Daily Fishing and Outdoor Report

Below: Some day soon???  Below: Today ... small blues in the system. That could be a great sign for action in coming weeks ...   Gregg Fish‎Betty and Nicks Bait and Tackle …

Below: Some day soon??? 

Below: Today ... small blues in the system. That could be a great sign for action in coming weeks ...


North jetty yesterday. Blues in the 2 to 4 pound range every cast. They were boiling and jumping out of water after spearing and baby bunker. Fun stuff on light gear
Gregg Fish's photo.


Saturday, August 29, 2015: This might be the nicest a.m. of this entire series of ideal late-summer days.

Speaking of “late summer,” I fully realize we have almost a month to go on the calendar summer but, weather-wise and feel-wise, I’ve come to appreciate the Weather Service’s designation of summer as running from June 1 to September 1. It works from both ends. By June 1 we’re feeling the burn and by September 1 we’re sniffing that hint of fall in the night air.

The surf today is going to remain riled – and tricky for swimming, due to sudden rip currents. What we have are pauses between sets. This means that it’s almost lake-like one minute and pounding surf the next minute. I’m going to share this raw video I made for the Weather Service showing a nasty-ass rip off 19th Street in Surf City. It’s not made for aesthetics, just data.


As I note on the vid, the set waves arrive abruptly. All that suddenly-arriving water has to evacuate just as quickly. As it rivers outward, it forms a steady outgoing rip that can progress outward a long way, as you can see. For folks who can read rips – and foam – you’ll see that this rip does not begin letting up until a solid 100 yards out.

Water temps remain in the mid-70s. The winds are suspiciously light. I say that only because it has become rare to see days on end of light winds like we’re having. The sky must be up to something. Of course, we’re about to move back into the HHH (hazy, hot, humid) soup, which, for us, means southeast winds, possible hard by late in the day, beginning tomorrow. The Pines could reach 100.

As I often note after saying that, many folks don’t realize how scalding hot it gets in the Pine Barrens. And that’s not just based on my infrared thermometer readings. The state’s cranberry bogs have, out of necessity, very advanced weather stations. These are to closely monitor the heat, which can devastate cranberries if they’re not cooled down with water spray, and to feel for cold, which can also kill the crop if not sprayed, again, with water. These weather stations record some insane daytime highs, sometimes up to 110 – and higher.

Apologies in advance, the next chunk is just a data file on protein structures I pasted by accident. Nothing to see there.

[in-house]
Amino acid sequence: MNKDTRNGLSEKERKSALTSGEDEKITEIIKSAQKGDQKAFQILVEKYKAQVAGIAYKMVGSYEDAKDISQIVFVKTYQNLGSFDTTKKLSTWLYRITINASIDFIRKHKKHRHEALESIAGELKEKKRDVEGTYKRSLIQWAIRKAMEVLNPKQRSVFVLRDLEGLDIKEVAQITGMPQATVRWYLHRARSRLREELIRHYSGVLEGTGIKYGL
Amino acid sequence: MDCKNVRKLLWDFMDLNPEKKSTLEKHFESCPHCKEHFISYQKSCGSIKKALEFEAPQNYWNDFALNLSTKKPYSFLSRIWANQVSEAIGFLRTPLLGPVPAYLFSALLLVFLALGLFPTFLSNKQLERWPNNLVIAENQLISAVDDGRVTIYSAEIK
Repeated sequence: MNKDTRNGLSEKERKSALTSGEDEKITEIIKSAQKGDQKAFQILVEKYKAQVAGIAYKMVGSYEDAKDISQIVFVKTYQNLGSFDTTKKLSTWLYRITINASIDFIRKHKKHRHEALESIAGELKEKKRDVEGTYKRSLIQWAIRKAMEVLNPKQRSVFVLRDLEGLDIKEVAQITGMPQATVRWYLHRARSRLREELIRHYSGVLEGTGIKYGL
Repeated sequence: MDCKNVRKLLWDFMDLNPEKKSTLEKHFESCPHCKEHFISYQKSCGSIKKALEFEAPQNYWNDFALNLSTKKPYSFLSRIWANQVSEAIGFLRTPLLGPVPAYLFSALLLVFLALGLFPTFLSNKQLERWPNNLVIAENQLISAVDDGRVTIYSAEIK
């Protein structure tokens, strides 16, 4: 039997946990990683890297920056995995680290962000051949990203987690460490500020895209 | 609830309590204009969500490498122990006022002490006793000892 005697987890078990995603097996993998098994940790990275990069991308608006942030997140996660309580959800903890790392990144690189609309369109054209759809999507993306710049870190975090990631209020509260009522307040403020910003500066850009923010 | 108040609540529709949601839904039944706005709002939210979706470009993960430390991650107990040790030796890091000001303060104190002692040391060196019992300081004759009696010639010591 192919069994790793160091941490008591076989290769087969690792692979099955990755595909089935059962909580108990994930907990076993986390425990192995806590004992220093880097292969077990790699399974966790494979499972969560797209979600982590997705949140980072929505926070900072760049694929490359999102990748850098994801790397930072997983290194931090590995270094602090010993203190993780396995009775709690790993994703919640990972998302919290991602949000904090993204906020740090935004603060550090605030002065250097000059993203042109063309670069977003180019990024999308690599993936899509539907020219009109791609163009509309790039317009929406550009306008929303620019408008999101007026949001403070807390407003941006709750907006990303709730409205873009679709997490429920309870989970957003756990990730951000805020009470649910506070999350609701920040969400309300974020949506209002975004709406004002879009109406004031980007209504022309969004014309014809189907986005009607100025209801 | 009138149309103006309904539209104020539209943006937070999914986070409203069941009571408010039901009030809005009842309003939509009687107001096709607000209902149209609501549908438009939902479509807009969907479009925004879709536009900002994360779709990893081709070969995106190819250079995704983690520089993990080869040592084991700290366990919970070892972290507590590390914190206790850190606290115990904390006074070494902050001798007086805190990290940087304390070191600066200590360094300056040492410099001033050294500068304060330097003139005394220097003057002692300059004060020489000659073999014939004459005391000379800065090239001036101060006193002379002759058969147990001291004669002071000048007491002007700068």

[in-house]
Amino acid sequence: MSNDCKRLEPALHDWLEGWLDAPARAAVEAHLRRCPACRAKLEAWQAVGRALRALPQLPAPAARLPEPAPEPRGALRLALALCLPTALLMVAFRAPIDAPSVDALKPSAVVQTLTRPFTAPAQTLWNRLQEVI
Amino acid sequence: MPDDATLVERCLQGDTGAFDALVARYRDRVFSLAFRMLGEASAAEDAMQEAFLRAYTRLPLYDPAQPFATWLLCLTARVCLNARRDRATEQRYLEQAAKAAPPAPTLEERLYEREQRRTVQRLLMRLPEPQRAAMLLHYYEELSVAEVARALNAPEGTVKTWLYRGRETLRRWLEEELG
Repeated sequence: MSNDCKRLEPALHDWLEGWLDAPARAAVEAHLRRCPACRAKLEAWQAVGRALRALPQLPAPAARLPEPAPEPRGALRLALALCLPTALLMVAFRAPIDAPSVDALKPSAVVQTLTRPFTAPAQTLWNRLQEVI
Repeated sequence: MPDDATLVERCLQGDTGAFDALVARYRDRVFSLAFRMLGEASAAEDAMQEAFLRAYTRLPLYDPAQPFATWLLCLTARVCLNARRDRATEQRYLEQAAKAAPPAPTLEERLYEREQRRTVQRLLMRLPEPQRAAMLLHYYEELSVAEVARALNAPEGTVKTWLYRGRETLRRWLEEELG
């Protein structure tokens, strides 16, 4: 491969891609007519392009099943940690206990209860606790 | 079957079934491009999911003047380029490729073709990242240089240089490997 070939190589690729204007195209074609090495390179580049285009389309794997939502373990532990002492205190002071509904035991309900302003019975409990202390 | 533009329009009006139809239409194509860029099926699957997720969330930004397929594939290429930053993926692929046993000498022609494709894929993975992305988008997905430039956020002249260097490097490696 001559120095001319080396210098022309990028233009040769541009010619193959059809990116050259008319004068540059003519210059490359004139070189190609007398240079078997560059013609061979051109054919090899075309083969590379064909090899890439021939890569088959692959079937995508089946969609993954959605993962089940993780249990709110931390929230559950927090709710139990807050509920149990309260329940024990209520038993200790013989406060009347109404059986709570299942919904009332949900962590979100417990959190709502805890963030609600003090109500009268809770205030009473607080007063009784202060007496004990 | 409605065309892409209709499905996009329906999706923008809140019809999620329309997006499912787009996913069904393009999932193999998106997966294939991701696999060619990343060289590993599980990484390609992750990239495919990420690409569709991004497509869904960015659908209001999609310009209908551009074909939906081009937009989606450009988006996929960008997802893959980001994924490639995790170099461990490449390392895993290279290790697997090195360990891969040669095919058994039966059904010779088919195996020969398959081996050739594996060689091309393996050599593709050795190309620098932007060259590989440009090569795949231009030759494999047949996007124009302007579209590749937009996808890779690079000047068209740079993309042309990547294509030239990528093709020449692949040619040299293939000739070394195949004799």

Below: Even less scientific instruments record the Pine Barrens sizzle. 


Here’s another email about what is becoming a remarkable sandcrab/mole-crab “bloom.”

“Hey Jay, Just a note about your mole-crab molt stuff: On the north end here, the ultra low tides from the full moon are showing so many mole crabs you can literally feel them crunching under your feet when you walk out into the 6 inch area of washover. If you stand and watch as the waves pull out, you can see millions scurry out of the sand and flush with the water. Amazing sight.

 Understandably, there is a full, dedicated mole crab wrack line made up of both dead crabs and molt pieces! Jim”

(I checked out the dead and molted sandcrab look from a previous email and I found a goodly number of molts and DOAs, mainly molts.

As to the DOAS, they could very well be from human foot traffic. I kid you not. Tens of thousands of barefooted folks crushing down on trillions of sandcrabs can get ugly. Adding to the sandcrab killing fields look, our larger gulls aren’t into dining on sandcrabs, especially with all that fine human refuse around. There simply aren’t many sandcrab-eaters around – yet. That’ll be a different shorebird story in a few weeks. J-mann)

Quiz: In this photo, which way is this sandcrab facing, down or up???? 

Oh, I'm sorry. You forgot to offer your answer in the form of a question ... no sprinkles for you.

The part you see above the sand, facing upward, is the head of the sandcrab. Yes, they run backwards, like other crabs. 

Below: Photo 1: Parts of sandcrab. Photo 2) Burying itself. Note "Posterior," meaning back end. 


Weird odor smelled by many an LBI souls this a.m. I thought it was “swamp gas” (methane) – and it might have been. Heres a post: 

“Ross Gilfillan Beach Haven, NJ   … Smell of natural gas all up and down the island...North Beach to Beach Haven border. Stafford Twp. also getting numerous 911 calls as well. Fire and NJNG responded to all locations. It has been determined that the smell is naturally occurring methane from the combination of the low tide and the mud flats in the bay and that the odor is hanging in the area because of the lack of wind. All units are being returned to their stations. ”


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